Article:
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Prescott exhibit shows area’s prehistoric days

PRESCOTT, Ariz. — The Sharlot Hall Museum has opened the first phase of a
new permanent exhibit in its Lawler building that will trace this region’s
history from pre-human times to Prescott’s territorial capital days.

“In a way, this is the first time any exhibit has synthesized the history of
our region,” said Exhibit Curator Sandy Lynch, the museum’s curator of
anthropology. Archaeologists from the Prescott, Coconino and Tonto national
forests as well as the Museum of Northern Arizona helped her knit the story

Where the museum’s library and archives once occupied the east side of the
Lawler building, the newly opened exhibit tells the story of early humans in the
Central Highlands. It spans from 14,500 to 2,000 years ago, before humans built
permanent settlements.

“It’s just the beginning of a series of expansions over 8-10 years,” Museum
Director John Langellier said of the new exhibit.

The exhibit opening comes at the same time as the museum is finishing
construction on a new building that will free up more exhibit space in the
Lawler building.

The next phase of the permanent exhibit to open in the Lawler building will
cover the time period of 18,000 to 12,000 years ago before humans arrived in the
Central Highlands. It should open early in 2014.

Also next year, Langellier hopes to move the Porter steam engine from the
parking lot to the museum entrance and staff it so people can pay their entrance
fee at “Sharlot’s Depot” and get information. The steam engine comes from the
old mines at Congress south of Prescott.

The timing for the exhibit expansions and Sharlot’s Depot depend on fundraising
success, since the state’s contributions to the state-owned museum have dwindled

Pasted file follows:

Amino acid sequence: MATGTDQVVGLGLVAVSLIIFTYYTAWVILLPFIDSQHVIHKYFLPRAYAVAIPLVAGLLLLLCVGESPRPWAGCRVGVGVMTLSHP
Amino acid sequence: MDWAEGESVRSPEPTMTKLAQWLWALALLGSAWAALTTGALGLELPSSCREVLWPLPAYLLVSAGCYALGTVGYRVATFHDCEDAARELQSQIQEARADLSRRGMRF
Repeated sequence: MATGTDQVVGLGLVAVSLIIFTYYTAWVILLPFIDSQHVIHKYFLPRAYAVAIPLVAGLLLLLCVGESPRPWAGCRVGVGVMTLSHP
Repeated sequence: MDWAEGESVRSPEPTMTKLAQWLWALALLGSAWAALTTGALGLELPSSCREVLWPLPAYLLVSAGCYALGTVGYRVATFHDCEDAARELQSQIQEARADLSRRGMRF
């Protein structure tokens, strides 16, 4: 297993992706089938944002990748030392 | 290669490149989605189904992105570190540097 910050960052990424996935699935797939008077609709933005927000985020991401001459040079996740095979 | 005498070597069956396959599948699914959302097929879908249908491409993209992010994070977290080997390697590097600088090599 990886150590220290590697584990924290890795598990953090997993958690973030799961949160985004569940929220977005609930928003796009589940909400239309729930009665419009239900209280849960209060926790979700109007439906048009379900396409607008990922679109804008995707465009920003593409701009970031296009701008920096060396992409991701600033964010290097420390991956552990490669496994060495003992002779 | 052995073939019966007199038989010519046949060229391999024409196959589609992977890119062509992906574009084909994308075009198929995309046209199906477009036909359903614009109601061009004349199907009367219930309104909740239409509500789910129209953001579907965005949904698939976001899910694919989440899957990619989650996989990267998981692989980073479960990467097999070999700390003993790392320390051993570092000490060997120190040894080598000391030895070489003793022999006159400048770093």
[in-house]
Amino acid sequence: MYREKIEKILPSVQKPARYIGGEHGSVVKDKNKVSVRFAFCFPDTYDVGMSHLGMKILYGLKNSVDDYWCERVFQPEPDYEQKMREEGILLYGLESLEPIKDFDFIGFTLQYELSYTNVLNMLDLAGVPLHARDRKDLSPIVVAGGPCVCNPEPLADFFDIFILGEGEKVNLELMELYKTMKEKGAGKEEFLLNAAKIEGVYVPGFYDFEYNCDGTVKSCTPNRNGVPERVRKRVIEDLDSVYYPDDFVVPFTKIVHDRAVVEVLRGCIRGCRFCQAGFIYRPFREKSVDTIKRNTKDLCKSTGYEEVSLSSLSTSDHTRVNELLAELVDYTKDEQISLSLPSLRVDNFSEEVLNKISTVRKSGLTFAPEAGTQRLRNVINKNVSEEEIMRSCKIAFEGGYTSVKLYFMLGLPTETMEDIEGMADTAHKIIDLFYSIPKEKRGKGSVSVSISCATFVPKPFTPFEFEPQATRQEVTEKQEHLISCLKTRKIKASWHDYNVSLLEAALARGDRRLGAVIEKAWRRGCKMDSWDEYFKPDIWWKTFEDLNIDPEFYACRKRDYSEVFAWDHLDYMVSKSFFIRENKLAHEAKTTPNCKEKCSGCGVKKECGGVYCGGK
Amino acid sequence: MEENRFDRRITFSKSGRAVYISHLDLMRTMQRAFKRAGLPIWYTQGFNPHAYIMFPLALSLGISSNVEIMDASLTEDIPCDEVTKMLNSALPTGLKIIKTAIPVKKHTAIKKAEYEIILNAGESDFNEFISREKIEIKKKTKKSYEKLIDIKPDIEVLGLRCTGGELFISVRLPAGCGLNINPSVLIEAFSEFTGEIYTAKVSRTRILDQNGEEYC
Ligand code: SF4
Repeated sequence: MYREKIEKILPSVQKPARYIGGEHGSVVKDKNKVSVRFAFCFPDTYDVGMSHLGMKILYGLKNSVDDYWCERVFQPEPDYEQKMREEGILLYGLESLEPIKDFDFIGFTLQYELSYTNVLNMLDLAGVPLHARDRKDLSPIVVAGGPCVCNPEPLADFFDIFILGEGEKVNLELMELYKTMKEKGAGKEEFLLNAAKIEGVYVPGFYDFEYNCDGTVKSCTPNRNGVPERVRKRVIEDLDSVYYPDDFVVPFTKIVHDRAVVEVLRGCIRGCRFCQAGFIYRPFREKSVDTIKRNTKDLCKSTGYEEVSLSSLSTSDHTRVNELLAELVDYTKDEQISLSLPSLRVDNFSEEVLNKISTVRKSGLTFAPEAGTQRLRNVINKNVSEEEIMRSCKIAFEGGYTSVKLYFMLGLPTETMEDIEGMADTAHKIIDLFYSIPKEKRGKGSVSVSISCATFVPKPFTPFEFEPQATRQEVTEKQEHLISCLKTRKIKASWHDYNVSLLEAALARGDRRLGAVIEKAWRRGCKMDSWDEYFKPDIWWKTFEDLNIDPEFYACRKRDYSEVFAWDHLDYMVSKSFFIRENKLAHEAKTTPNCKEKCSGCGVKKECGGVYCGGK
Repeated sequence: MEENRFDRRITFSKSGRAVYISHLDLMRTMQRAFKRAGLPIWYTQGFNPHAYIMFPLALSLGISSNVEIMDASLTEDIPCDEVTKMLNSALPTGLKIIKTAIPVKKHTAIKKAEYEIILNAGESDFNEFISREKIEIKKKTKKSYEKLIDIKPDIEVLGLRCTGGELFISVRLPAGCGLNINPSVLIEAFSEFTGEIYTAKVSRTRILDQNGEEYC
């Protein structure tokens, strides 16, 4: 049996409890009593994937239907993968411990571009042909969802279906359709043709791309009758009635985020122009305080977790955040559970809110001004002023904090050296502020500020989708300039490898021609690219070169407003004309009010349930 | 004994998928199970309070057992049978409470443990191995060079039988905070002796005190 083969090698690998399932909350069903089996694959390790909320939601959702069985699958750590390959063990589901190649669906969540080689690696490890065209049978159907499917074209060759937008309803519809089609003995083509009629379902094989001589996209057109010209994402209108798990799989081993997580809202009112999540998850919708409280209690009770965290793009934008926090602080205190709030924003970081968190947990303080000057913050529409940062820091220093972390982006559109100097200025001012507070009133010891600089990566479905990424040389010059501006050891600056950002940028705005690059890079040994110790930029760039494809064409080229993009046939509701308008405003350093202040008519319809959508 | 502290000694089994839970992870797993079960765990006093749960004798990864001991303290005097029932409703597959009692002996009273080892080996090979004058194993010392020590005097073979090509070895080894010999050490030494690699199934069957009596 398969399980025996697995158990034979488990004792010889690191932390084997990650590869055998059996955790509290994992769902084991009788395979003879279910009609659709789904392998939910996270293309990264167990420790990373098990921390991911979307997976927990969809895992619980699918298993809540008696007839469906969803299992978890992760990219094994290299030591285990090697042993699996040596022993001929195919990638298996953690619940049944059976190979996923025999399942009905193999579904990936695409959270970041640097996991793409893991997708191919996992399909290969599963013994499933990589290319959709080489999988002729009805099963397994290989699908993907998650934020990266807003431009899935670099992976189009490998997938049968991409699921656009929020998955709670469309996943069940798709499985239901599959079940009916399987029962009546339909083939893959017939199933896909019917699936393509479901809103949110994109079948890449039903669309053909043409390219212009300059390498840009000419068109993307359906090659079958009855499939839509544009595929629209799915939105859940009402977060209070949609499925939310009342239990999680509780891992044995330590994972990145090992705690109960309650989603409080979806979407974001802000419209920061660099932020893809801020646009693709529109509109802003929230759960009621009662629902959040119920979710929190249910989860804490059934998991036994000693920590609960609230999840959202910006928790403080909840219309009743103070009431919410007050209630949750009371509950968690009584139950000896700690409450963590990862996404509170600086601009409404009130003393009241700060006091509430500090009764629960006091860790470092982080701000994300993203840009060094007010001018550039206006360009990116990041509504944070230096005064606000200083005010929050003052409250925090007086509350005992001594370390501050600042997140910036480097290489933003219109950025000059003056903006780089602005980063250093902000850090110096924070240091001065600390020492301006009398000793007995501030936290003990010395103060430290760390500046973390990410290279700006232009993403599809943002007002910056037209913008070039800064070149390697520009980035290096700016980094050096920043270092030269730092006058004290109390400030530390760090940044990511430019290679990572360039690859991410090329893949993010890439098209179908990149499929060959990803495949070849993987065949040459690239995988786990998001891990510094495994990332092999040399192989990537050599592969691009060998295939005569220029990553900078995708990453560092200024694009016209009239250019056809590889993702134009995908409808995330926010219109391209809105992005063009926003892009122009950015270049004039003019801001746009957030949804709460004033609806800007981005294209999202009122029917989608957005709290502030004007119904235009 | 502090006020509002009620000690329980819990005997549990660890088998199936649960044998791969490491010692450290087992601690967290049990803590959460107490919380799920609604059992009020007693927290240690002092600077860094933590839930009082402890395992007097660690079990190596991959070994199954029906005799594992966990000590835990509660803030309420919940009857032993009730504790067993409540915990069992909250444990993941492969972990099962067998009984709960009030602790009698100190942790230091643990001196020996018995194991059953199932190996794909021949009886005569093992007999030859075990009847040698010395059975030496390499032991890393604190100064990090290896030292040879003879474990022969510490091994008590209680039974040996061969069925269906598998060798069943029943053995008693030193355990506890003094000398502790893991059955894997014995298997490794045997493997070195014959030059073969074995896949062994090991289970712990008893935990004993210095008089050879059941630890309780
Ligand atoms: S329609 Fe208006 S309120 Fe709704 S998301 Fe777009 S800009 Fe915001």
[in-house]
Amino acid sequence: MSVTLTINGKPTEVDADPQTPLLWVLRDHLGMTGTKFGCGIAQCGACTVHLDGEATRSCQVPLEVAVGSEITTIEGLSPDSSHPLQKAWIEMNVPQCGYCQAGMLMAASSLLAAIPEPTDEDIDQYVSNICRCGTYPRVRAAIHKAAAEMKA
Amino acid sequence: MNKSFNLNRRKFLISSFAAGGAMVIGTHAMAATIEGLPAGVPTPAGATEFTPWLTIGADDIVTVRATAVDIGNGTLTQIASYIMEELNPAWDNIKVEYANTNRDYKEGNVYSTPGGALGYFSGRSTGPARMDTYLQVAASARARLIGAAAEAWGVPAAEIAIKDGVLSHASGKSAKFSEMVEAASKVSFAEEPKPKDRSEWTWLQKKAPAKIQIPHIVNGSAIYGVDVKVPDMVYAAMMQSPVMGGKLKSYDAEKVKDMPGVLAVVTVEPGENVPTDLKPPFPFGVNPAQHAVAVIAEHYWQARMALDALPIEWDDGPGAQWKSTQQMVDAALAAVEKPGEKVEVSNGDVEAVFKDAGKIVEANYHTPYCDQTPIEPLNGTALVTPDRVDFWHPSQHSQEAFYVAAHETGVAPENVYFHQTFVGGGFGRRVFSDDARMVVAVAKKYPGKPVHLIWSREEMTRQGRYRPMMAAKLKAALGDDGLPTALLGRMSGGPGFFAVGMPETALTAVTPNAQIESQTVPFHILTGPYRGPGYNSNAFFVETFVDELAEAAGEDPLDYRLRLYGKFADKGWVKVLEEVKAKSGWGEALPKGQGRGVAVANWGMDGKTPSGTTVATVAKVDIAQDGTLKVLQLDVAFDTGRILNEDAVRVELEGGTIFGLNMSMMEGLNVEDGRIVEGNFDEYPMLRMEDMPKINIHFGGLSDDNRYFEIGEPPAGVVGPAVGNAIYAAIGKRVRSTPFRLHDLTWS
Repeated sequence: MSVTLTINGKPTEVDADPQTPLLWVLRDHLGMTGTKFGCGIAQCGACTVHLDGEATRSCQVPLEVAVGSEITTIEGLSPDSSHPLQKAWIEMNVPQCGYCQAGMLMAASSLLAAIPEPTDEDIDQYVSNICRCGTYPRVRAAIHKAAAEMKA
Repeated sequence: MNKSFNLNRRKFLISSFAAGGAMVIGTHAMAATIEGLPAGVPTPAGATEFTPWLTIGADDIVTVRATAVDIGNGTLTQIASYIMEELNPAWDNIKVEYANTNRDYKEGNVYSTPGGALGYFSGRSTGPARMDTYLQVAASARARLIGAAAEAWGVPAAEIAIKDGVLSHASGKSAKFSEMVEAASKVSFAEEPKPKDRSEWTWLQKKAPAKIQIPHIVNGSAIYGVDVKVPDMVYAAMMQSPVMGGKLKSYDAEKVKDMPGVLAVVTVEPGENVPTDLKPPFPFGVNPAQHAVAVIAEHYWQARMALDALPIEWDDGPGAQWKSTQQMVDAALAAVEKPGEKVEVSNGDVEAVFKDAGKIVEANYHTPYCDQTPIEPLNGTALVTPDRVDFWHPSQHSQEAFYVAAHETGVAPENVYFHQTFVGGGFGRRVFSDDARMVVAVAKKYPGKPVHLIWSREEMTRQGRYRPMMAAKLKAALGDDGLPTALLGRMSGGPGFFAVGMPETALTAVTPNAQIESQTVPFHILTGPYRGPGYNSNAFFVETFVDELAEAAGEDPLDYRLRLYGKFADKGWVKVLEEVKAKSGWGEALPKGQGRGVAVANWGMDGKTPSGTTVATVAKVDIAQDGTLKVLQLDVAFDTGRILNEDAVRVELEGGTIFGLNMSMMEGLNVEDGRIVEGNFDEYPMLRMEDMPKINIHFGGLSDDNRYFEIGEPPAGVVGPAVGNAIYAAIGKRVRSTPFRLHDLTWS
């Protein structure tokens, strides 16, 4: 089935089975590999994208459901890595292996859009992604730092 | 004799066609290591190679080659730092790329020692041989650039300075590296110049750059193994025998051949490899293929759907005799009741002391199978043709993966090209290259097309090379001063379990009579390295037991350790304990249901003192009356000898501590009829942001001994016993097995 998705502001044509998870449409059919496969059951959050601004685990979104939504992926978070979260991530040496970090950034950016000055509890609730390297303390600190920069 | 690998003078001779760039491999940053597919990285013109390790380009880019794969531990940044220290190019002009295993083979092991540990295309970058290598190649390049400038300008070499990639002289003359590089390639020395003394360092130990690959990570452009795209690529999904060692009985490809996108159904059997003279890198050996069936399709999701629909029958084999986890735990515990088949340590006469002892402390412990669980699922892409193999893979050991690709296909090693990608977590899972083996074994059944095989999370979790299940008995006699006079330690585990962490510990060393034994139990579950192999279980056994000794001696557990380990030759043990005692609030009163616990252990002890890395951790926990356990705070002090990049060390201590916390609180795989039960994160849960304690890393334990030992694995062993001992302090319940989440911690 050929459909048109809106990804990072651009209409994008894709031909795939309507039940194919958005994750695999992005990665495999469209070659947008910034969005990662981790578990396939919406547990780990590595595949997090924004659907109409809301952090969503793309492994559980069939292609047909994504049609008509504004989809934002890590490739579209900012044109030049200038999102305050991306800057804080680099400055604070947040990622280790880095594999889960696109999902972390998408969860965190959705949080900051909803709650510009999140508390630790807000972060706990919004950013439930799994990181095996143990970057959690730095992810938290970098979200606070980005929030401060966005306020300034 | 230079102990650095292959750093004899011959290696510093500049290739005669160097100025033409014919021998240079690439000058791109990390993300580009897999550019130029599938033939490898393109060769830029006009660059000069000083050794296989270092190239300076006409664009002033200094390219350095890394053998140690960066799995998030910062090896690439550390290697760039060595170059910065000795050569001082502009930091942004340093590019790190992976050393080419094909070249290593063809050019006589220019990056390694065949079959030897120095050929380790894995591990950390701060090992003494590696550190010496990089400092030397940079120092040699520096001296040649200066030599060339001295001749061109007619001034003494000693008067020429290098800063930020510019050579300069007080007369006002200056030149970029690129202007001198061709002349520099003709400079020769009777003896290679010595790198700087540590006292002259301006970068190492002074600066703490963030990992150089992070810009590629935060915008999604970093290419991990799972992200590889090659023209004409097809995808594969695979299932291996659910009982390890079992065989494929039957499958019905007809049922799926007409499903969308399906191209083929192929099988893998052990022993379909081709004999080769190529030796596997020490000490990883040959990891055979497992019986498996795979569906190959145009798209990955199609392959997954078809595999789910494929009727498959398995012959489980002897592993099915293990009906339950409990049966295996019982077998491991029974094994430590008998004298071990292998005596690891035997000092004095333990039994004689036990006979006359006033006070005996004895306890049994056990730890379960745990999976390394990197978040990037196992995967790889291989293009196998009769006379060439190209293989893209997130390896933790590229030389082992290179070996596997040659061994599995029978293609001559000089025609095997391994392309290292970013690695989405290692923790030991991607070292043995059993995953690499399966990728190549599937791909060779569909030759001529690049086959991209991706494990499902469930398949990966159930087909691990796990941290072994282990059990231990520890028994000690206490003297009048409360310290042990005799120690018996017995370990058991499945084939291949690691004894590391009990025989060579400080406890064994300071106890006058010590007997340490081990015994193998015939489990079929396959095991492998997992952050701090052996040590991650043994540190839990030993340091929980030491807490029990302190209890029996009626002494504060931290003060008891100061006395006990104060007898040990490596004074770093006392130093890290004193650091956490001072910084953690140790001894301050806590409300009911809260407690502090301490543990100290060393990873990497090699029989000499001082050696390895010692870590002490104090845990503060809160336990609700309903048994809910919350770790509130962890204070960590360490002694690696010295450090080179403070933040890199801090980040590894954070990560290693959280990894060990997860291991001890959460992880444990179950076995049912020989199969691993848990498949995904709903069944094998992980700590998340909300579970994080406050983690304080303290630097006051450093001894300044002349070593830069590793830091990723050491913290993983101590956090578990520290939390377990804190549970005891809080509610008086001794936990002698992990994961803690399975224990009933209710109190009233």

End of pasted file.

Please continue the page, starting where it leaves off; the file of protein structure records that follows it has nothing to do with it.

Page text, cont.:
in recent years.

The new exhibits will utilize the museum’s vast collections whenever possible.

“The whole object of course is to continue on the path that Sharlot Hall
herself set, which is to bring history alive through our collections,”
Langellier said.

For example, the newly opened exhibit features numerous tools used by ancient
American Indians, such as metate and mano rocks for grinding food that were
found at the Prescott Lakes subdivision and Peeples Valley.

And the next phase will feature a mastodon found on the Prescott National
Forest near Kirkland south of Prescott in 1994.

The new exhibit is state of the art, Langellier noted. National Geographic
illustrations and video screens help tell stories.

It features mounted wolves, mule deer and pronghorn antelope alongside
life-like mannequins of Clovis people. The huge male wolf was shot in northern
Alberta because of a bounty on it for killing cattle, and it closely resembles
the dire wolves of prehistoric times, Lynch said. It has a broken nose, possibly
from taking on a caribou, and part of its ear is chewn off.

In one scene, a Clovis hunter is slinging a dart into a pronghorn with an
atlatl while the dire wolves prowl closer.

In another, a Clovis girl plants seeds in a streambed after strategically
moving rocks and pebbles to catch the water, while another girl sets a rabbit

The backdrops feature huge photos of local landscapes.

Children will enjoy looking for some of the smaller creatures in the exhibits
such as the caterpillar, grasshopper, frog and lizard that exhibit designer
George Fuller created.

Cody Bennett and Tim Yungman got a permit to collect hundreds of rocks from the
Prescott National Forest, then washed them and placed them in the exhibit.
Barbara Rogers did the graphics. The late archaeologist Leon Lorentzen
handcrafted tools such as the atlatl.

“It was such a huge team effort,” Lynch said. “Everybody just pushed
themselves to exhaustion.”

The exhibit helps visitors understand the history of the Clovis people. Only
two Clovis arrowheads have been found in the northwest quadrant of Arizona, and
one was found about 20 miles south of Ash Fork on the Prescott National Forest.

The video screens allow the stories to change with science, Lynch noted. For
example, the latest Clovis theory argues that the Clovis people actually came
from Europe instead of crossing the Bering Straight land bridge.


Information from: The Daily Courier,


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